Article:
What is the best way to communicate law?  Written law has its limitations, because we are all familiar with the concept of the “loophole.”  There always seem to be methods of interpreting the written law in ways that run contrary to its intent.  The constitution of the United States, for example, says that the “Congress shall make no law respecting an establishment of religion, or prohibiting the free exercise thereof,” but somehow in American jurisprudence that has morphed into “a wall of separation between church and state,” such that there are lawsuits to remove memorial crosses from government land.  

Monday, February 26, 2018

Jesus Cleanses the Temple (The Mass Readings Explained)

My latest video for this upcoming Sunday's Mass readings on the Ten Commandments and the Cleansing of the Temple is now out.  Check it out -- You can still get your 14 day trial for free.



Thursday, February 22, 2018

Premonition of Calvary: The 2nd Sunday of Lent

 
One week into our Lenten journey, the Readings for this weekend’s Masses focus on passages that look ahead or anticipate Christ’s self-sacrifice on Calvary, which awaits us, as it were, in the “liturgical future,” on Maundy Thursday and Good Friday.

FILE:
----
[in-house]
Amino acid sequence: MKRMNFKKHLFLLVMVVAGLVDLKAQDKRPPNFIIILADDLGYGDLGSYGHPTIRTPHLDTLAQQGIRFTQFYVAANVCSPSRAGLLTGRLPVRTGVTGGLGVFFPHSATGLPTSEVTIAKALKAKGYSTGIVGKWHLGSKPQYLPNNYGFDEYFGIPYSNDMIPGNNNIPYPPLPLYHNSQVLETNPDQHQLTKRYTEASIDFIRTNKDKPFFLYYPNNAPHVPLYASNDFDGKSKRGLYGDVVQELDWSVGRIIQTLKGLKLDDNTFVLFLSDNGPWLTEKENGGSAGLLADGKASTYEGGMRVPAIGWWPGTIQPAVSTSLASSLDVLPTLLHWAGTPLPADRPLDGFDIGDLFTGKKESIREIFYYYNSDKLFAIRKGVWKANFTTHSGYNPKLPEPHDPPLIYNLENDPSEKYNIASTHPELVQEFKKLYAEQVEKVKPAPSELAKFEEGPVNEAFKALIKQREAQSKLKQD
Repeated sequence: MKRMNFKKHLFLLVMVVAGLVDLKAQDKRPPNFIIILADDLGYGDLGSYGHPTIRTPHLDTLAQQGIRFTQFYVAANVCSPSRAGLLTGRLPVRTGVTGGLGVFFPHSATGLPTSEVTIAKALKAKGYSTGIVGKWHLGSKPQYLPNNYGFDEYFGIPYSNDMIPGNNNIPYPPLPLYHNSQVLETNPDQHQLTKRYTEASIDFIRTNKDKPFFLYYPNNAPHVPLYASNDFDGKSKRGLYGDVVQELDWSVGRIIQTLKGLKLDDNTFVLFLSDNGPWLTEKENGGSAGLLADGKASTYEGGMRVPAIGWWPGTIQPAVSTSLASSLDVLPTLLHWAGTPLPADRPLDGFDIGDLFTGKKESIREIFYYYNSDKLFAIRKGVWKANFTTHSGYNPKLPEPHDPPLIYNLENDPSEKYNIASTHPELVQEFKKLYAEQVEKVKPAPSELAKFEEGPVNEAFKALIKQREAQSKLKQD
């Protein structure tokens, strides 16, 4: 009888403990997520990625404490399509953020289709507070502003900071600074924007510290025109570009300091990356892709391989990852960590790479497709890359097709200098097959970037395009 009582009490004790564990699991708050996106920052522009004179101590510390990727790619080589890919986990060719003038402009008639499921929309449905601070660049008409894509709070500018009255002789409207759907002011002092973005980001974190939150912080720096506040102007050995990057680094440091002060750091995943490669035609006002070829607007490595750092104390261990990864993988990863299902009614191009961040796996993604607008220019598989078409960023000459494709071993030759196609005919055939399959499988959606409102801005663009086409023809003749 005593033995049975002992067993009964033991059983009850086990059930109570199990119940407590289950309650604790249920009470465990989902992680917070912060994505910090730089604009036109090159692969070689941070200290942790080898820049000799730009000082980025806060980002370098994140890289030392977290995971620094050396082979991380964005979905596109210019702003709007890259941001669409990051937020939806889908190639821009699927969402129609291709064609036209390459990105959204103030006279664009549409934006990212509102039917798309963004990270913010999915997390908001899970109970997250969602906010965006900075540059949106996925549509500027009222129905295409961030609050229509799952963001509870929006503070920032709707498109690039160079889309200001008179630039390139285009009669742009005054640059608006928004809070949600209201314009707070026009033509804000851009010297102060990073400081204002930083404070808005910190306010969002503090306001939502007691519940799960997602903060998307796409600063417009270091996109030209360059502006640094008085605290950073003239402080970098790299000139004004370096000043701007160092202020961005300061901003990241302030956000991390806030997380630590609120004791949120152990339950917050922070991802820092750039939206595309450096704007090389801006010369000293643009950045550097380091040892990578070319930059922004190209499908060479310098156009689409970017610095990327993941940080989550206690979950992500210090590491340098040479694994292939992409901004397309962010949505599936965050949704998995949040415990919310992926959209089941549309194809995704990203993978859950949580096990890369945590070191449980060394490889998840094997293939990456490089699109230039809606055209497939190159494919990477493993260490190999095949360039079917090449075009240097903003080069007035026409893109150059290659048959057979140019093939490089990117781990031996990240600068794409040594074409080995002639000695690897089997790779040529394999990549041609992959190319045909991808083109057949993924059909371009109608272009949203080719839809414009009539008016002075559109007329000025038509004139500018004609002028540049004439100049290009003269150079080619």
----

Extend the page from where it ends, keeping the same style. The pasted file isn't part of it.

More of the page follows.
1.  The First Readings is one of the most pivotal texts in the Old Testament, the “Calvary” of the old covenant era.  This is what the Jewish tradition calls the Aqedah, the “binding” of Isaac:

Friday, February 09, 2018

Spiritual Leprosy and Healing: The 6th Sunday of OT



In this weekend’s readings, a healed leper disobeys Jesus and spreads the news of his miraculous cure everywhere, impeding the Lord’s ministry.  Why did Jesus tell him to be quiet about the healing?  What is the role of miracles in the Jesus’ ministry, and in the life of the Church today?


1. The First Reading for this weekend’s masses was obviously chosen to provide the background for understanding leprosy as it was experienced by the Jews and other ancient peoples.

Thursday, February 01, 2018

Jesus, Healer of the Broken-Hearted: The 5th Sunday of OT